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Claims that ‘Nawaz took money from Bin Laden’ resurface

Updated February 29, 2016

ISLAMABAD: A new book has once again made the claim that Nawaz Sharif received money from Al Qaeda leader Osama Bin Laden.

The book, Khalid Khawaja: Shaheed-i-Aman, is authored by Shamama Khalid, the wife of former ISI operative Khalid Khawaja.

“Chief of PML-N Mian Mohammad Nawaz Sharif received funding from Osama Bin Laden, founder of Al-Qaeda, to contest elections against Benazir Bhutto’s led Pakistan People’s Party (PPP) after the end of Zia regime,” the book states.

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The book claims that Mr Sharif’s pledge of introducing an Islamic system attracted Khawaja as well as Bin Laden. But even though the Al Qaeda head honcho funded Nawaz Sharif heavily, the latter backtracked from all his promises after coming into power.

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The book also carries a note from former ISI director general, retired Lt-Gen Hamid Gul, which also claims that Khawaja was very close to Nawaz Sharif for some time. The book claims that Abdullah Azzam introduced Khawaja to Bin Laden.

Azzam, who is also known as the ‘father of global jihad’, was a Palestinian Sunni. Azzam raised funds and recruited jihadis from the Arab world, known as Afghan Arabs. A mentor of Bin Laden, he is said to have persuaded him to come to Afghanistan.

Khawaja’s peace mission and death

The book claims that Khawaja was killed by a splinter group of the Pakistani Taliban while he was on a peace mission in the restive tribal areas.

Khalid Khawaja went to North Waziristan along with retired Col Imam and British journalist Asad Qureshi. Khawaja and Col Imam were killed by terrorists while Qureshi was released in exchange for a ransom.

Khawaja and the other two went missing on March 26, 2010, reportedly while on a trip to North Waziristan to make a documentary; this is what was claimed in media reports. A few weeks later, he was found murdered.

The Asian Tigers group, that claimed responsibility for the crime, had never been heard of before.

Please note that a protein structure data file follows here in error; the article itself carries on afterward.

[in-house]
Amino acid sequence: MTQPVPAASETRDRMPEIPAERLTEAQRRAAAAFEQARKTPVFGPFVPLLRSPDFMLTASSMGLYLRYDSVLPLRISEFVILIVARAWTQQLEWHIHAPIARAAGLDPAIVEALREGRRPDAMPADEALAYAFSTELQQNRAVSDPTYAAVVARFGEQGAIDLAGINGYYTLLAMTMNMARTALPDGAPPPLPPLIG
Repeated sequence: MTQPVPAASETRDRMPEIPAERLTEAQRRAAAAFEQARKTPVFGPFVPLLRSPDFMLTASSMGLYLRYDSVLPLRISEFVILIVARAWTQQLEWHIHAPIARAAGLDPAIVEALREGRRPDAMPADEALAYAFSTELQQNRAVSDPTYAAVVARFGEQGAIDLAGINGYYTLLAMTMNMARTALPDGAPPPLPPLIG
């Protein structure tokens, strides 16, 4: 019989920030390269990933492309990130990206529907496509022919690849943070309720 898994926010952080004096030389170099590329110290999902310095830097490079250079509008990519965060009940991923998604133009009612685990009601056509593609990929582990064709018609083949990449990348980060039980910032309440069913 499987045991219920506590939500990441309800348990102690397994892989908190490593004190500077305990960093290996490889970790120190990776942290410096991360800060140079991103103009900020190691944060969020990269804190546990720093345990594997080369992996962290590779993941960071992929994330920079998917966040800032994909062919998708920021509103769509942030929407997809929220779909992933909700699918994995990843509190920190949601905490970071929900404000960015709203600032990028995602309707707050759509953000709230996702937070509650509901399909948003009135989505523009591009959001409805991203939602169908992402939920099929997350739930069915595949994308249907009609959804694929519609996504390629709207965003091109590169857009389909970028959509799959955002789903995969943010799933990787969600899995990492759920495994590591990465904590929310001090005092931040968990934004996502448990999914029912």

According to the book, Khawaja went to Waziristan to highlight the “large scale destruction” caused by drone attacks in the tribal belt.

The book claimed that Khawaja had visited North Wazirstan prior to March 2010 and had met TTP leaders Waliur Rehman Mehsud, Hakimullah Mehsud, and Sher Khan, a commander from the Haqqani Network.

It says that when Khawaja contacted his Taliban contacts and asked if he could bring along the journalist Asad Qureshi, he was not given permission to do so. In the meantime, Usman Punjabi, an activist of the banned Lashkar-i-Jhangvi and a leader of the Asian Tigers group, offered him their support.

According to the book, this group, which comprised roughly 40 men, later took Khawaja and the other two hostage. Khawaja and Col Imam ended up being executed at their hands.

The author explained that the ‘good’ Taliban were sympathetic to Khawaja and Col Imam, but had gone into hiding due to the drone strikes and could not be reached to negotiate the release of the hostages.

The book alleged that the Indian intelligence agency, Research and Analysis Wing (RAW) and the US Central Intelligence Agency (CIA) were behind the killing of Khawaja and Col Imam.

The book mentioned that a letter, left with Khawaja’s body, claimed that he had been killed for his role in the Lal Masjid attack.

Before killing the former ISI agent, the Asian Tigers released video footage showing Khawaja confessing to playing a negative role in the negotiations that took place between the district administration and the Lal Masjid clerics.

This footage showed Khawaja making a startling statement — apparently under duress — that he was a double agent for ISI and CIA and had convinced Maulana Abdul Aziz, the chief cleric of Lal Masjid, to try and escape the besieged mosque in a burqa.

Interestingly enough, a similar claim was made during the proceedings of the one-man commission probe into Lal Masjid.

Former commissioner Khalid Pervez told Justice Shehzado Sheikh – who headed the commission – that the mosque’s clerics had reached a settlement with the government and the former were about to hand over the keys of the Children Library – the library was next to the mosque that had been occupied by seminary students – when Khalid Khawaja scuttled the agreement.

The book also included a one page note from Lal Masjid cleric Maulana Abdul Aziz, admiring Khawaja’s services to human rights, especially in highlighting the issue of missing persons.

The cleric also notes that Khawaja’s confession was extracted under extreme duress.

Published in Dawn, February 29th, 2016